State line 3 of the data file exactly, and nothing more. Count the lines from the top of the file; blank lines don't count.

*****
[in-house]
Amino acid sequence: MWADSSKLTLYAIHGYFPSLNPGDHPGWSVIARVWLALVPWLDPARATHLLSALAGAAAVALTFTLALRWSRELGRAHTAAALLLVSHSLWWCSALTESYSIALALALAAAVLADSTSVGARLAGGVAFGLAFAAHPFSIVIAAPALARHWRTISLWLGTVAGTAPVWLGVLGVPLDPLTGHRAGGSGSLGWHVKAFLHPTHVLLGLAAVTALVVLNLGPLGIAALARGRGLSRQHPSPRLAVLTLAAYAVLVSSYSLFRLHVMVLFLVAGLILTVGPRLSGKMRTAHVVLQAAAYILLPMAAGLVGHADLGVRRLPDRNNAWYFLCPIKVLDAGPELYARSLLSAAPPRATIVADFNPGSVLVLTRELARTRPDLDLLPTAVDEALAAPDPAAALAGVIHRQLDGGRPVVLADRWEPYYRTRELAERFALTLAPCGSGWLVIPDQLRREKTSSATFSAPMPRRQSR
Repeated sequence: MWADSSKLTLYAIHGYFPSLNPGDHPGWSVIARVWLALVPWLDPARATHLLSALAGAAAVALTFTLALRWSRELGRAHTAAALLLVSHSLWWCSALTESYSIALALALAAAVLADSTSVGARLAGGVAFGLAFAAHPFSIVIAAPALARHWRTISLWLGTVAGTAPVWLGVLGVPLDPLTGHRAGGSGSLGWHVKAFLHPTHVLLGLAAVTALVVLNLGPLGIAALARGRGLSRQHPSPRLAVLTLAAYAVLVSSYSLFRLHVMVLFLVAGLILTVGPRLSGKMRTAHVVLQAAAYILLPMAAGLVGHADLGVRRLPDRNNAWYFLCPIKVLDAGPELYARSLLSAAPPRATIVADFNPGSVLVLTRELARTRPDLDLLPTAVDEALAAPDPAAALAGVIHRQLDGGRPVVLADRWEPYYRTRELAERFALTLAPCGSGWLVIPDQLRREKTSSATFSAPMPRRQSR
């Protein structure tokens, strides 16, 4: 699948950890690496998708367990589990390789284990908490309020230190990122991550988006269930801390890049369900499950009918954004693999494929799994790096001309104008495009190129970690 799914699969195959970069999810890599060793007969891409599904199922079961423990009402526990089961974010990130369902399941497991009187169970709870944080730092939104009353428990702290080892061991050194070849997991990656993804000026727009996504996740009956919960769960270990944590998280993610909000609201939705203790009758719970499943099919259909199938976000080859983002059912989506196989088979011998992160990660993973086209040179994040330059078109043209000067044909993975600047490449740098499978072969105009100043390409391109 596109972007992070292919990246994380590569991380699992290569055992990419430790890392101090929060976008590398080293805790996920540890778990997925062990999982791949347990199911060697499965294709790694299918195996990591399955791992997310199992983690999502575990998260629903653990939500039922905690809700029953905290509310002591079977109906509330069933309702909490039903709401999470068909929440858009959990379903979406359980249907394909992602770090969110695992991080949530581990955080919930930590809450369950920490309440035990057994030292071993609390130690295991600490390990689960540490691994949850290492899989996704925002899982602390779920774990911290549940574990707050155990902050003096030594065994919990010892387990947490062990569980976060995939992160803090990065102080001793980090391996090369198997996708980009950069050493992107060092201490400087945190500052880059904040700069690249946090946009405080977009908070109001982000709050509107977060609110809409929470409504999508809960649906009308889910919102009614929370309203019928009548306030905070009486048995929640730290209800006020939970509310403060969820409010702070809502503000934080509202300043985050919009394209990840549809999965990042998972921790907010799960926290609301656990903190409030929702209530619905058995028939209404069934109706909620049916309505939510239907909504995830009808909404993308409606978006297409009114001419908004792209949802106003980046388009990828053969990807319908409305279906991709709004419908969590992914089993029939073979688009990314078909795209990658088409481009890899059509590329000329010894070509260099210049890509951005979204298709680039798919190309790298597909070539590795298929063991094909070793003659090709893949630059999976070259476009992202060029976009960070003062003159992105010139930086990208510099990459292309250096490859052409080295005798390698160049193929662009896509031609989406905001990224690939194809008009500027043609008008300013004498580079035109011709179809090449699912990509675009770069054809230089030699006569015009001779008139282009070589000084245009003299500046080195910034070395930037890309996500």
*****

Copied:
Repeated sequence: MWADSSKLTLYAIHGYFPSLNPGDHPGWSVIARVWLALVPWLDPARATHLLSALAGAAAVALTFTLALRWSRELGRAHTAAALLLVSHSLWWCSALTESYSIALALALAAAVLADSTSVGARLAGGVAFGLAFAAHPFSIVIAAPALARHWRTISLWLGTVAGTAPVWLGVLGVPLDPLTGHRAGGSGSLGWHVKAFLHPTHVLLGLAAVTALVVLNLGPLGIAALARGRGLSRQHPSPRLAVLTLAAYAVLVSSYSLFRLHVMVLFLVAGLILTVGPRLSGKMRTAHVVLQAAAYILLPMAAGLVGHADLGVRRLPDRNNAWYFLCPIKVLDAGPELYARSLLSAAPPRATIVADFNPGSVLVLTRELARTRPDLDLLPTAVDEALAAPDPAAALAGVIHRQLDGGRPVVLADRWEPYYRTRELAERFALTLAPCGSGWLVIPDQLRREKTSSATFSAPMPRRQSR